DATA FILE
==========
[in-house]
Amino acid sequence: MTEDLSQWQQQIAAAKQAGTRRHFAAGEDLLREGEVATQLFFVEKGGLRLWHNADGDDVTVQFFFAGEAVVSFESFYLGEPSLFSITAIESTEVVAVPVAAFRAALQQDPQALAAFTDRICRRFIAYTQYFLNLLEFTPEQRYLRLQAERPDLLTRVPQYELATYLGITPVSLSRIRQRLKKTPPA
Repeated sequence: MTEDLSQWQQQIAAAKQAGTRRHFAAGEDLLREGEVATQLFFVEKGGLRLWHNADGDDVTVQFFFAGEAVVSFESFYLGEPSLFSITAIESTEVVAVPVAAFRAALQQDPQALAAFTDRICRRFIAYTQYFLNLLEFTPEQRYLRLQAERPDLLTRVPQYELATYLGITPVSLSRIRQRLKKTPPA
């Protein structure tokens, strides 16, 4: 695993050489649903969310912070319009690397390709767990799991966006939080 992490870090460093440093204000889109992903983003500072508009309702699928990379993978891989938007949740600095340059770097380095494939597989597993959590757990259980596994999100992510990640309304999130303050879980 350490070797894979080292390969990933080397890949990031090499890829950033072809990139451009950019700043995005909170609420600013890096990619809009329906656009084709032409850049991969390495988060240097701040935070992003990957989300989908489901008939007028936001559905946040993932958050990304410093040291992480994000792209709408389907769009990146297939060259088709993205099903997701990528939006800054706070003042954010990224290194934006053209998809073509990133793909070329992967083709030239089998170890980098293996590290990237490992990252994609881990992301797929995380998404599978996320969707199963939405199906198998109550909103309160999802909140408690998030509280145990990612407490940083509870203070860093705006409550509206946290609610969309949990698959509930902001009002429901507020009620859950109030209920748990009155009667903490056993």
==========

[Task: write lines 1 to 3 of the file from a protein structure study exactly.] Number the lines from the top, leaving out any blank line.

[in-house]
Amino acid sequence: MTEDLSQWQQQIAAAKQAGTRRHFAAGEDLLREGEVATQLFFVEKGGLRLWHNADGDDVTVQFFFAGEAVVSFESFYLGEPSLFSITAIESTEVVAVPVAAFRAALQQDPQALAAFTDRICRRFIAYTQYFLNLLEFTPEQRYLRLQAERPDLLTRVPQYELATYLGITPVSLSRIRQRLKKTPPA
Repeated sequence: MTEDLSQWQQQIAAAKQAGTRRHFAAGEDLLREGEVATQLFFVEKGGLRLWHNADGDDVTVQFFFAGEAVVSFESFYLGEPSLFSITAIESTEVVAVPVAAFRAALQQDPQALAAFTDRICRRFIAYTQYFLNLLEFTPEQRYLRLQAERPDLLTRVPQYELATYLGITPVSLSRIRQRLKKTPPA